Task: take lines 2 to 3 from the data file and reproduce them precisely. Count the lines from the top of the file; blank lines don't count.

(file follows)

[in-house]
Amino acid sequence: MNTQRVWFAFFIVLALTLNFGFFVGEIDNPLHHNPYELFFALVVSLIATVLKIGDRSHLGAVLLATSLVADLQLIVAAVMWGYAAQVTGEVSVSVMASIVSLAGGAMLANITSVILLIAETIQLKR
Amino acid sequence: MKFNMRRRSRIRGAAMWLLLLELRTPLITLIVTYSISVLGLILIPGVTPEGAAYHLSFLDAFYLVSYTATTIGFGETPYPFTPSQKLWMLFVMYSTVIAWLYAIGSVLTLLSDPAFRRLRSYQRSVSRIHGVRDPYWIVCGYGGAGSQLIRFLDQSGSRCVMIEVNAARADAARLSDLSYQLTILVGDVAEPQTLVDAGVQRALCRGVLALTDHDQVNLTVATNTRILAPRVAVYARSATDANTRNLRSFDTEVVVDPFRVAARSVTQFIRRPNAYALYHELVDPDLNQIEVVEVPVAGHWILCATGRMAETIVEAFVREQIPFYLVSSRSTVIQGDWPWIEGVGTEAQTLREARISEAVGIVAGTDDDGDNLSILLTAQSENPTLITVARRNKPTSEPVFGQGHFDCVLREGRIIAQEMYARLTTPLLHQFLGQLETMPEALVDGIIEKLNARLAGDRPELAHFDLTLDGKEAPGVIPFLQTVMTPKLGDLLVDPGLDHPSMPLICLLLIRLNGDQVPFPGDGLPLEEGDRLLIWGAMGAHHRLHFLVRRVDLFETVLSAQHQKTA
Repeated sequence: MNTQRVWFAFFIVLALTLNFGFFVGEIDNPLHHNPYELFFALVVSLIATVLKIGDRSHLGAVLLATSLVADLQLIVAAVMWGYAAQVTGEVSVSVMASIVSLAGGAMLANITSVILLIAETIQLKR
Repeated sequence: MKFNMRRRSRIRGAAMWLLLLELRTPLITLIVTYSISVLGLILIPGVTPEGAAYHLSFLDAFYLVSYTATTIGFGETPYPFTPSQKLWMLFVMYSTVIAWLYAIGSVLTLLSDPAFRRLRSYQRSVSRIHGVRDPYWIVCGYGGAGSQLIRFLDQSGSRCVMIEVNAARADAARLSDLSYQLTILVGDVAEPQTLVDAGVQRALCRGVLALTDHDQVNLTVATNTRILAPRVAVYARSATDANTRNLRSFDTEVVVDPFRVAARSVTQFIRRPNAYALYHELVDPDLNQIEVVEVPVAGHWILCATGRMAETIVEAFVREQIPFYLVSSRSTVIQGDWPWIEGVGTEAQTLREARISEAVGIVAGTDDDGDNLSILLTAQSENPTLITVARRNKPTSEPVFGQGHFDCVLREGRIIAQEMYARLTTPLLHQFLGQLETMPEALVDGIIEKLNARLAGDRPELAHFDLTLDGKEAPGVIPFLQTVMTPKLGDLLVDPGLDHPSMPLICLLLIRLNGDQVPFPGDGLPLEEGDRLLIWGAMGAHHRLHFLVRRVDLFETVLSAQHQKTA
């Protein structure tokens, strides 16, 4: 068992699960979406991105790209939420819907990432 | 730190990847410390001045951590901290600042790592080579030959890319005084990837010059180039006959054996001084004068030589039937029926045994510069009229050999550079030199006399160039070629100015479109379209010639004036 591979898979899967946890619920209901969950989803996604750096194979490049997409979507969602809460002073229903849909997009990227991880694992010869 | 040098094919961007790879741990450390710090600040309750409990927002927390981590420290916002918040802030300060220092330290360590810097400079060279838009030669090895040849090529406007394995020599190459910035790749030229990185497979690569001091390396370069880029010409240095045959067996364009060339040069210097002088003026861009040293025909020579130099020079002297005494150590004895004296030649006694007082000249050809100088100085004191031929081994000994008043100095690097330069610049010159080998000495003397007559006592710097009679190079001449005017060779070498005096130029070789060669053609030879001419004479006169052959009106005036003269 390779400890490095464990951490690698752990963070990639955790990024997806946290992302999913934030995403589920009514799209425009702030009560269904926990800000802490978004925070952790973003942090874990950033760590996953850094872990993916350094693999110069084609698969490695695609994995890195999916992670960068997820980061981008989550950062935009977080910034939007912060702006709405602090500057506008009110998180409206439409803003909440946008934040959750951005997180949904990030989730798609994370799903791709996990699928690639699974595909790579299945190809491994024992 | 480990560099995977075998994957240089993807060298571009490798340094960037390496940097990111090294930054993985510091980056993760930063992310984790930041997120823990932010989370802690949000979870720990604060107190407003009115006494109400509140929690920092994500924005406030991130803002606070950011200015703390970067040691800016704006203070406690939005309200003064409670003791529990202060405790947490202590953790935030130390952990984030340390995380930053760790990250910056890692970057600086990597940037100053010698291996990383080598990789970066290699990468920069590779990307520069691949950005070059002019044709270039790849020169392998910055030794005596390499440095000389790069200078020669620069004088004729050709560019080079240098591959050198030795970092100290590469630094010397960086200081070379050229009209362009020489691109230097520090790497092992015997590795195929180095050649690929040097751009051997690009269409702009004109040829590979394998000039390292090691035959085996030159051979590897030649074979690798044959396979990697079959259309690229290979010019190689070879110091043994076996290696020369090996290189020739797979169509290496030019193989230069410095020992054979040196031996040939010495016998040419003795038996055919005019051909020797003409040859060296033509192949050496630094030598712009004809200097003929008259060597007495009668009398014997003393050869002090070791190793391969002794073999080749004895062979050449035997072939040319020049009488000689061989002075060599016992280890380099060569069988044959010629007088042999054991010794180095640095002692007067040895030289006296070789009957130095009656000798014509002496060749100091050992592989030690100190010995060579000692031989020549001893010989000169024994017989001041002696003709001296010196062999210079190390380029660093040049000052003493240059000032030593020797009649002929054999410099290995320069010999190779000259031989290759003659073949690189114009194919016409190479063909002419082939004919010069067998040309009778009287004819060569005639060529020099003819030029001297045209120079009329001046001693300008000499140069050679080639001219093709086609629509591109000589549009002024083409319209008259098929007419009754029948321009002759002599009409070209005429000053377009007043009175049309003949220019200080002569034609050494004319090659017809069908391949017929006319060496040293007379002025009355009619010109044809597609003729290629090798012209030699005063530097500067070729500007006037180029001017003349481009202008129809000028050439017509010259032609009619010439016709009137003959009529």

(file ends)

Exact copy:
Amino acid sequence: MNTQRVWFAFFIVLALTLNFGFFVGEIDNPLHHNPYELFFALVVSLIATVLKIGDRSHLGAVLLATSLVADLQLIVAAVMWGYAAQVTGEVSVSVMASIVSLAGGAMLANITSVILLIAETIQLKR
Amino acid sequence: MKFNMRRRSRIRGAAMWLLLLELRTPLITLIVTYSISVLGLILIPGVTPEGAAYHLSFLDAFYLVSYTATTIGFGETPYPFTPSQKLWMLFVMYSTVIAWLYAIGSVLTLLSDPAFRRLRSYQRSVSRIHGVRDPYWIVCGYGGAGSQLIRFLDQSGSRCVMIEVNAARADAARLSDLSYQLTILVGDVAEPQTLVDAGVQRALCRGVLALTDHDQVNLTVATNTRILAPRVAVYARSATDANTRNLRSFDTEVVVDPFRVAARSVTQFIRRPNAYALYHELVDPDLNQIEVVEVPVAGHWILCATGRMAETIVEAFVREQIPFYLVSSRSTVIQGDWPWIEGVGTEAQTLREARISEAVGIVAGTDDDGDNLSILLTAQSENPTLITVARRNKPTSEPVFGQGHFDCVLREGRIIAQEMYARLTTPLLHQFLGQLETMPEALVDGIIEKLNARLAGDRPELAHFDLTLDGKEAPGVIPFLQTVMTPKLGDLLVDPGLDHPSMPLICLLLIRLNGDQVPFPGDGLPLEEGDRLLIWGAMGAHHRLHFLVRRVDLFETVLSAQHQKTA